How does qualitative software influence analysis?


After seeing Christina Silver and meeting her colleague, Nick Woolf at ICQI 2016, I was reading a blog post about their new venture, 5-level QDA ( In this first post, Nick talks about the “software mindset” and ways that software can subtly influence the ways that researchers approach data.

I found myself wondering — how does Transana, with its affordances and tools and ways of working, influence researchers’ approach to their data?

At about the same time, I also read I read the Lambie et. al. article referenced on the Articles page. In that article, the authors detail how they approached their data in Transana. While reading it, I found myself thinking things like “interesting, that’s not how I would have thought to do that.” Collections around individuals, not around analytic themes or behaviors? Not my first instinct for an organizational scheme for the analytic portion of the data. Collection Maps instead of Keyword Maps? Allows you to focus on one individual at a time from videos showing multiple individuals. Fantastic. Now I get it. Individual Maps as a way of capturing and describing an individual’s response to an event. My way would have been a bit harder (although you could still do it). And given their organization of the data, they can still do all the thematic stuff I would have used as my base Collection structure with searches. Brilliant.

It got me thinking about different ways of approaching data within Transana. I have to admit, this is actually something I think about pretty regularly. (Who’d have guessed, right?) This time, though, I was trying to think about it from Nick’s perspective. I can’t decide if I completely agree with him, at least as far as Transana goes.

I tried to design Transana to be a flexible tool. Transana provides multiple ways to approach data, multiple paths to analyze data, multiple ways to accomplish the same analytic goals. I was very intentional about this. I recognize that different qualitative methodologies have different requirements, and that different researchers have different preferences and styles of approaching data. I’ve tried to come up with ways of meeting the very different preferences of very different researchers, research methods, and data types.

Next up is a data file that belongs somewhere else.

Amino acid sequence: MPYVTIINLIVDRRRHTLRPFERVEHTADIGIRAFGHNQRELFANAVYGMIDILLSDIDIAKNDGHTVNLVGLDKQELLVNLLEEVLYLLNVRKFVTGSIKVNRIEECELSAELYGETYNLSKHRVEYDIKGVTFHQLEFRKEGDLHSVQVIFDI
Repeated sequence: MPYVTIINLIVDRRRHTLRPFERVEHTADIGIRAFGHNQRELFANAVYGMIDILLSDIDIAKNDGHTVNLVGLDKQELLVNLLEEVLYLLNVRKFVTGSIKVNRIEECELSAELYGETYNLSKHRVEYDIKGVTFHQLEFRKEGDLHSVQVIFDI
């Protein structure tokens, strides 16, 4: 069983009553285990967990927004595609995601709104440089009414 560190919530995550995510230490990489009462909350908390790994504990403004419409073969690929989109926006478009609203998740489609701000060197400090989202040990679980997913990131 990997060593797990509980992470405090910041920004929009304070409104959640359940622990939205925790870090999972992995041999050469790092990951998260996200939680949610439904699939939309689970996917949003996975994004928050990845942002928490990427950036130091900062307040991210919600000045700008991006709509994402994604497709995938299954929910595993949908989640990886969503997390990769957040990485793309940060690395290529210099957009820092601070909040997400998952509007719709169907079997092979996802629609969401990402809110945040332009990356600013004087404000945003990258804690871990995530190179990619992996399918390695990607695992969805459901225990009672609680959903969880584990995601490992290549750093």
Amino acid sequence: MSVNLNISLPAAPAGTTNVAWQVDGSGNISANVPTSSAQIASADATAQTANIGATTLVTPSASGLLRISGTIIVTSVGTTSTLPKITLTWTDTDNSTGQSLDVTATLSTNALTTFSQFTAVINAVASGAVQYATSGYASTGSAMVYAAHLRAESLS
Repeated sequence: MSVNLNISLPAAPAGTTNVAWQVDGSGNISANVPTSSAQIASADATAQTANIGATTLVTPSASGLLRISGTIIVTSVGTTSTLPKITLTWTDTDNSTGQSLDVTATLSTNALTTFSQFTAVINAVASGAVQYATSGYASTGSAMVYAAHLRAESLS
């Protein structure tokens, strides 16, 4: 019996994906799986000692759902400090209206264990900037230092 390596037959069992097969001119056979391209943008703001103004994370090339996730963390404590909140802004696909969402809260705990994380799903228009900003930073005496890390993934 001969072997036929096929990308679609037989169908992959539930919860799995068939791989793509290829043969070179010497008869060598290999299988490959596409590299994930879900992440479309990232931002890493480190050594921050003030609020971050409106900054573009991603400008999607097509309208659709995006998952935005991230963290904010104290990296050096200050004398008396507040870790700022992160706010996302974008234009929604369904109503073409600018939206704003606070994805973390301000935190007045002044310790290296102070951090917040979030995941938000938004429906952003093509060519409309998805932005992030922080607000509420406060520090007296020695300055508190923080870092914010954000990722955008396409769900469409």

We support Categorizing, the process of creating Collections, creating Quotes and Clips within them, and sorting them, for people who like their analytic data to be visible, tangible, sortable into “piles”, sortable within those piles. We support Coding, the use of Keywords, for researchers who prefer the more abstract act of coding where you may not even pay attention to where the Clip or Quote lands as long as you can see it in the Keyword Visualization. At the extremes, you can work with media data without a Transcript in Transana, you can work with multiple simultaneous transcripts, or you can work somewhere between those extremes using gisted, verbatim, conversation-analytic, and many other types of Transcripts.

Thinking about the Lambie et. al. paper, I think about the different ways one could organize the data, the different ways one could analyze the data, the different ways those analytic choices would impact how easy or hard it is to investigate different questions. But I also look forward to the next time I bump into Nick and Christina so we can talk about this issue of flexibility in software and in analysis. I think it will be a very interesting conversation.